Glucose metabolism determines resistance of cancer cells to bioenergetic crisis after cytochrome-c release.

Huber HJ, Dussmann H, Kilbride SM, Rehm M, Prehn JH - Mol. Syst. Biol. (2011)

Computational model of mitochondrial bioenergetics during cyt-c release and apoptosis. Interactions and transport processes between the mitochondrial matrix (‘Matrix'), mitochondrial intermembrane space (‘IMS') and the cytosol (‘Cytosol'). Roman numbers indicate single-cell processes that influence mitochondrial bioenergetics: (I) model of mitochondrial apoptosis (according to Rehm et al, 2006) that activates caspase-3 upon cyt-c release; (II) cytosolic ATP production and consumption; (III) active caspase-3 cleaving complex I/II; (IV) cyt-c release. Metabolite and ion fluxes of mitochondrial bioenergetics are given by Arabic numbers: (1) input function (NADH/NAD disequilibrium=45.8:1); (2–4) respiration complexes I/II (considered together), III and IV; (5) ATP synthase; (6) adenosine nucleotide transferase (ANT); (7) mitochondrial inner membrane proton leaks; (8) passive transport of adenosine phosphates and anorganic phosphate trough the outer mitochondrial membrane; (9) phosphate–proton cotransport and (10) proton–potassium antiport.
© Copyright Policy - open-access
Related In: Results  -  Collection

License
Show All Figures
getmorefigures.php?uid=PMC3094064&req=5

f2: Computational model of mitochondrial bioenergetics during cyt-c release and apoptosis. Interactions and transport processes between the mitochondrial matrix (‘Matrix'), mitochondrial intermembrane space (‘IMS') and the cytosol (‘Cytosol'). Roman numbers indicate single-cell processes that influence mitochondrial bioenergetics: (I) model of mitochondrial apoptosis (according to Rehm et al, 2006) that activates caspase-3 upon cyt-c release; (II) cytosolic ATP production and consumption; (III) active caspase-3 cleaving complex I/II; (IV) cyt-c release. Metabolite and ion fluxes of mitochondrial bioenergetics are given by Arabic numbers: (1) input function (NADH/NAD disequilibrium=45.8:1); (2–4) respiration complexes I/II (considered together), III and IV; (5) ATP synthase; (6) adenosine nucleotide transferase (ANT); (7) mitochondrial inner membrane proton leaks; (8) passive transport of adenosine phosphates and anorganic phosphate trough the outer mitochondrial membrane; (9) phosphate–proton cotransport and (10) proton–potassium antiport.
Mentions: We devised our model with gradually increasing complexity and thus started with the widely studied experimental system of isolated mitochondria. We assembled the network of electrochemical reactions consisting of mitochondrial respiration, ATP production and ion transport, and used a fixed NADH/NAD disequilibrium as model input (Figure 2, and Materials and methods section). By Monte-Carlo screening, we calibrated the model into three scenarios that have been experimentally well described. These were (i) ATP producing (‘state-3') mitochondria in buffered medium of an ATP/ADP ratio of 3:1 (75% ATP, 25% ADP), (ii) non-ATP producing, resting-state (‘state-4') mitochondria (100% ATP, no ADP) and (iii) a situation where we considered mitochondria to change from state-3 to state-4 (Supplementary Figure 1A). Further details on the model construction and its calibration can be found in Supplementary Text I.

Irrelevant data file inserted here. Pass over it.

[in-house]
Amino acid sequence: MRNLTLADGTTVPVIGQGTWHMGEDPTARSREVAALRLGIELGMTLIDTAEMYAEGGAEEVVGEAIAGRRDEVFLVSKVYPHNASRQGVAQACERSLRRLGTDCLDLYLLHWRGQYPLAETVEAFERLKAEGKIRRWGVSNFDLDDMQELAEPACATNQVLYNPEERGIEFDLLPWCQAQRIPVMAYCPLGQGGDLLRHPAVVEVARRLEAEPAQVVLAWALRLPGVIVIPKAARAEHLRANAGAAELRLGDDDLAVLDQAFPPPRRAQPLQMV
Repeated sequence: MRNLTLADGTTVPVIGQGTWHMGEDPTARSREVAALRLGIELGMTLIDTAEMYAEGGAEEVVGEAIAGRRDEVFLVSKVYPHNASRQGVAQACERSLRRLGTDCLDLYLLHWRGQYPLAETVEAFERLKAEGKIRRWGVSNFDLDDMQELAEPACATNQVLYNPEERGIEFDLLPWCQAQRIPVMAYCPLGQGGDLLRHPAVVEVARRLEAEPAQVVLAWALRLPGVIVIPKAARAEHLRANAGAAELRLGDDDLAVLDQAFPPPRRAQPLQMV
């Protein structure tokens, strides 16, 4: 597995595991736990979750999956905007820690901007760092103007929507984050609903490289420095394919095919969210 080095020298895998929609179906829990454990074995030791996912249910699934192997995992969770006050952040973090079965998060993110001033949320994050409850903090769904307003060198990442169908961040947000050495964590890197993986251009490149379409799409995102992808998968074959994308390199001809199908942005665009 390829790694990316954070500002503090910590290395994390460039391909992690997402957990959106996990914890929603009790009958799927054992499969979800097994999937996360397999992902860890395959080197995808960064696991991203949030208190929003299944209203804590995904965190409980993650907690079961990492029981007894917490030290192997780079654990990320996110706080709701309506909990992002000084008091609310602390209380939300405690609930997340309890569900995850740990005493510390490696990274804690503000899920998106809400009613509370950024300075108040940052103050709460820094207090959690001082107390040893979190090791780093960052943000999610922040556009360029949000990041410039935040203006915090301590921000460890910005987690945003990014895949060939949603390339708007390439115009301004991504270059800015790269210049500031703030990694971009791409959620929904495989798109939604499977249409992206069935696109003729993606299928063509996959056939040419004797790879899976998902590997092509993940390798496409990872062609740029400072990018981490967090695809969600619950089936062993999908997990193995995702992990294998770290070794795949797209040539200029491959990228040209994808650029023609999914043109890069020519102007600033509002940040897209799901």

Bottom Line: In accordance with single-cell experiments, our model showed that loss of cyt-c decreased mitochondrial respiration by 95% and depolarised mitochondrial membrane potential ΔΨ(m) from -142 to -88 mV, with active caspase-3 potentiating this decrease.ATP synthase was reversed under such conditions, consuming ATP and stabilising ΔΨ(m).Our results provide a quantitative and mechanistic explanation for the protective role of enhanced glucose utilisation for cancer cells to avert the otherwise lethal bioenergetic crisis associated with apoptosis initiation.

View Article: PubMed Central - PubMed

Affiliation: Systems Biology Group, Department of Physiology and Medical Physics, Royal College of Surgeons in Ireland, Dublin, Ireland.

ABSTRACT
Many anticancer drugs activate caspases via the mitochondrial apoptosis pathway. Activation of this pathway triggers a concomitant bioenergetic crisis caused by the release of cytochrome-c (cyt-c). Cancer cells are able to evade these processes by altering metabolic and caspase activation pathways. In this study, we provide the first integrated system study of mitochondrial bioenergetics and apoptosis signalling and examine the role of mitochondrial cyt-c release in these events. In accordance with single-cell experiments, our model showed that loss of cyt-c decreased mitochondrial respiration by 95% and depolarised mitochondrial membrane potential ΔΨ(m) from -142 to -88 mV, with active caspase-3 potentiating this decrease. ATP synthase was reversed under such conditions, consuming ATP and stabilising ΔΨ(m). However, the direction and level of ATP synthase activity showed significant heterogeneity in individual cancer cells, which the model explained by variations in (i) accessible cyt-c after release and (ii) the cell's glycolytic capacity. Our results provide a quantitative and mechanistic explanation for the protective role of enhanced glucose utilisation for cancer cells to avert the otherwise lethal bioenergetic crisis associated with apoptosis initiation.

Show MeSH
Related in: MedlinePlus